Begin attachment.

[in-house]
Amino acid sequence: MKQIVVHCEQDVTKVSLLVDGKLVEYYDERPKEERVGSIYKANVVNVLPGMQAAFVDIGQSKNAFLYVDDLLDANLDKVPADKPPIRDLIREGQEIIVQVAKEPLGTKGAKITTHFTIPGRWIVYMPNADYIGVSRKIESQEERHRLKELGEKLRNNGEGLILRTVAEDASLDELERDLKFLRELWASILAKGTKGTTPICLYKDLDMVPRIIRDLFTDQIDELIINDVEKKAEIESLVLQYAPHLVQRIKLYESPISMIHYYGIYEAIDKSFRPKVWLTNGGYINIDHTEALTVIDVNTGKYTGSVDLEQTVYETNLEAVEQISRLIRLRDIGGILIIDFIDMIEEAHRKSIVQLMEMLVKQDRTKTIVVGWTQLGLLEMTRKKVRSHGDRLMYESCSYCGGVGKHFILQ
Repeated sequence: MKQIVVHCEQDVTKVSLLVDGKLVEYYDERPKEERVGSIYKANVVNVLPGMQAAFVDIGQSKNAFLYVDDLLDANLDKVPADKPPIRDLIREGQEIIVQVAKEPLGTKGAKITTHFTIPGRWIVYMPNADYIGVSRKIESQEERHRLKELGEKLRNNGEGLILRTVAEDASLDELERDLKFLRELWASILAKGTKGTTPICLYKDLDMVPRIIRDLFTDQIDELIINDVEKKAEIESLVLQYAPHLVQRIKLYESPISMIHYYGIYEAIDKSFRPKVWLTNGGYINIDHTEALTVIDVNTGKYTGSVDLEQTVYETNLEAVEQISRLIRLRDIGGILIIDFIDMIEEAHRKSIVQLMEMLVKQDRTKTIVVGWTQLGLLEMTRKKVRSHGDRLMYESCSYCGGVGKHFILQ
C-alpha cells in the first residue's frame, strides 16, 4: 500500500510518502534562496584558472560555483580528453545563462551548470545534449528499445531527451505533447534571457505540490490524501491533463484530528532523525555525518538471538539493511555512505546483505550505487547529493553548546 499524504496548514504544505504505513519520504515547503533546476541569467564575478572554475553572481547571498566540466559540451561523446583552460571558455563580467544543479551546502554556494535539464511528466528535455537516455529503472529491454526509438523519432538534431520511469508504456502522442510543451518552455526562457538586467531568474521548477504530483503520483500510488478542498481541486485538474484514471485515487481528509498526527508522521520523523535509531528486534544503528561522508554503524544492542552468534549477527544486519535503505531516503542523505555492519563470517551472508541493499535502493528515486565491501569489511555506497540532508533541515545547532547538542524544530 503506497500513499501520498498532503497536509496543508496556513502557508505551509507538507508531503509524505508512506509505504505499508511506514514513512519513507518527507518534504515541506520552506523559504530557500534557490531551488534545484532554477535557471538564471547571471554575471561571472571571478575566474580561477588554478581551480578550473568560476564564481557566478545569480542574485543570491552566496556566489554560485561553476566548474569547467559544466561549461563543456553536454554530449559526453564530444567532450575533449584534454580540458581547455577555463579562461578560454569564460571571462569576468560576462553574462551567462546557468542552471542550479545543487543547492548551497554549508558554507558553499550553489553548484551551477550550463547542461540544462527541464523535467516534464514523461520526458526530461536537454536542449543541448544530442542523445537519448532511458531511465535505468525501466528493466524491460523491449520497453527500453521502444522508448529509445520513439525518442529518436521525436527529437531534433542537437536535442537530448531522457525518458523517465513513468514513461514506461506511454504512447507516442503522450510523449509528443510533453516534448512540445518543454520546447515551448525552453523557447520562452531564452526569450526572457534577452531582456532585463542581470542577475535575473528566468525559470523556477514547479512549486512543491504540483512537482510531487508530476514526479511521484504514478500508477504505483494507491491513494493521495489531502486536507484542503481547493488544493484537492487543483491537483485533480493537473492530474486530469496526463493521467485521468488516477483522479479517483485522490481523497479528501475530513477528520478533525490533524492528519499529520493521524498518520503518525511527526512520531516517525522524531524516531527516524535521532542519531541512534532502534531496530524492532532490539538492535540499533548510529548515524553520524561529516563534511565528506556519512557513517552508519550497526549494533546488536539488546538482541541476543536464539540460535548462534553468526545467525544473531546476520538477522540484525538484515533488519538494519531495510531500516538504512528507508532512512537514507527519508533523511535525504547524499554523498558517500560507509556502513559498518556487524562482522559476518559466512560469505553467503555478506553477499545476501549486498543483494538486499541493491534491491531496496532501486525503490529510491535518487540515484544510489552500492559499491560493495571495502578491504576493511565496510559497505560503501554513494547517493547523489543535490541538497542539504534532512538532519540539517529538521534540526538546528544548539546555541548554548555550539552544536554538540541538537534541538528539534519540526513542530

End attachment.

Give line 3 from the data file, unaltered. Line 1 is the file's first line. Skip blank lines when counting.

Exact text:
Repeated sequence: MKQIVVHCEQDVTKVSLLVDGKLVEYYDERPKEERVGSIYKANVVNVLPGMQAAFVDIGQSKNAFLYVDDLLDANLDKVPADKPPIRDLIREGQEIIVQVAKEPLGTKGAKITTHFTIPGRWIVYMPNADYIGVSRKIESQEERHRLKELGEKLRNNGEGLILRTVAEDASLDELERDLKFLRELWASILAKGTKGTTPICLYKDLDMVPRIIRDLFTDQIDELIINDVEKKAEIESLVLQYAPHLVQRIKLYESPISMIHYYGIYEAIDKSFRPKVWLTNGGYINIDHTEALTVIDVNTGKYTGSVDLEQTVYETNLEAVEQISRLIRLRDIGGILIIDFIDMIEEAHRKSIVQLMEMLVKQDRTKTIVVGWTQLGLLEMTRKKVRSHGDRLMYESCSYCGGVGKHFILQ